Early on in my career, I had considered switching to become a quant, because of my interest in mathematical models for the valuation of financial products, particularly interest rate products. In the end, I got involved in electronic trading during the dot com boom, and ended up going down the IT management route. However, my interest in mathematical modelling has led to a fascination with data science and machine learning.
I’m also very interested in cloud computing. I’ve been working with AWS recently, and it solves so many of the problems that I have encountered as a banking technologist. The challenge for the banks is not only the migration effort, but also the subsequent effort to re-engineer their applications to take advantage of the benefits of cloud computing. I’ve written more about this in some of the blogs on this website.
One of my passions is travelling. Some of the more interesting places that I’ve travelled to are Borneo, Iceland, Chile, Argentina, Bolivia, Uzbekistan and Turkmenistan. However, there are two places that standout as my favourites. The first is Annapurna in Nepal. There is very little in this world that compares to the experience of trekking through lush green valleys against a backdrop of majestic snow-capped peaks. The second place is Kyoto in Japan. Kyoto is a city of contrasts; sometimes, it feels like a big, busy, crowded modern city, but at other times, it feels like a small traditional town set amongst the rolling hills.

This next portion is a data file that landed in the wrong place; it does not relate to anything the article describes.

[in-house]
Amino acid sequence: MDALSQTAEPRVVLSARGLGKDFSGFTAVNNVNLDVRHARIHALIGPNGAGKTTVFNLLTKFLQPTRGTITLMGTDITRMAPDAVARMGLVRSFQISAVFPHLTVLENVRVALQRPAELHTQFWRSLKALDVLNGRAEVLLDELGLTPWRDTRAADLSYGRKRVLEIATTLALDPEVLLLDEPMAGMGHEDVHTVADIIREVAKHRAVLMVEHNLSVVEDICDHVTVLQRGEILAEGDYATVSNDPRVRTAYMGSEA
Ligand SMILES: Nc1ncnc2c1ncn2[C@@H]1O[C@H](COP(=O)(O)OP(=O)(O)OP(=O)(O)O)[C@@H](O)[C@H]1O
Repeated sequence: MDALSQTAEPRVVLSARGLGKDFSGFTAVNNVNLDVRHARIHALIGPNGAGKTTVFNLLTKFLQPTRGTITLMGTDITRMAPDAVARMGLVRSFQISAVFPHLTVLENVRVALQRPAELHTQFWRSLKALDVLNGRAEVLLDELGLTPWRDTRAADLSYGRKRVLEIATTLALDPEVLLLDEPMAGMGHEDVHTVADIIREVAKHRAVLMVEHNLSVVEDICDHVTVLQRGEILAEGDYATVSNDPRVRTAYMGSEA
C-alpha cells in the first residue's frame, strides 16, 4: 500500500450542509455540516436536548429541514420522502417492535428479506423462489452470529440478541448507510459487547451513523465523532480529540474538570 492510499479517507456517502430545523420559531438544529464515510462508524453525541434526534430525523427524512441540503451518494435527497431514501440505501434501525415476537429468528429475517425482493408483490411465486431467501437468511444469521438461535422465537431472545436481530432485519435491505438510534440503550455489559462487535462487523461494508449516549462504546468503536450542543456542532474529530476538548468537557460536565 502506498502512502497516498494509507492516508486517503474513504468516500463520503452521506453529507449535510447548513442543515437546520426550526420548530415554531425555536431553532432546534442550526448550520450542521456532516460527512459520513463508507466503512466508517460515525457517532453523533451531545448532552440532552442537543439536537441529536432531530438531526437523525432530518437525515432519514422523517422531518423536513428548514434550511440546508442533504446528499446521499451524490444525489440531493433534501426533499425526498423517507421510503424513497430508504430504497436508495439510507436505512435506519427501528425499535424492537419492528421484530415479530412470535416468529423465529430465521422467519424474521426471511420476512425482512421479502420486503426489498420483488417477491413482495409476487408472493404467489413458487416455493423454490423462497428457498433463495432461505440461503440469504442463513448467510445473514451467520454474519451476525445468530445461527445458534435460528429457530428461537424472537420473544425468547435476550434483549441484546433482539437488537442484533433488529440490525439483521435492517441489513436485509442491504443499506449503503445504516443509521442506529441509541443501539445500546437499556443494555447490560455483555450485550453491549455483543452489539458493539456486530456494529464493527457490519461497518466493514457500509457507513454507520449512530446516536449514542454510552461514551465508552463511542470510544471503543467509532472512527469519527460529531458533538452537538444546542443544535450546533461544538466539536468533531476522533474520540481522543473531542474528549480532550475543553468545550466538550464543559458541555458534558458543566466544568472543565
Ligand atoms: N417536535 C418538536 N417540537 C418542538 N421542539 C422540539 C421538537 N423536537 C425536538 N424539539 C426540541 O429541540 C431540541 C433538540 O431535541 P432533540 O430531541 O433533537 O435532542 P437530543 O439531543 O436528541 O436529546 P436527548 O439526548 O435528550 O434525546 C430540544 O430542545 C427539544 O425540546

My grandfather was a keen painter, sculptor and photographer, and I have inherited his interest in photography. I like to photograph landscapes, architecture, wildlife and anything related to travel. My primary shooter is a Canon 7D, which is particularly suited to wildlife photography. I sometimes also shoot with an Olympus OM-D E-M10, which is much easier to have with you all the time being smaller and lighter.
My biography would not be complete without mentioning my wonderful wife, Anna Maria. We got married just over two years ago, and we now live together in North West London. She comes from Münster, a rather handsome university city in Germany near the Dutch border. Things that we love to do together include skiing, hiking and visting museums and art galleries. But we don’t agree on everything! Being German, she’s very much a beer girl, whereas I’m quite serious about my wine.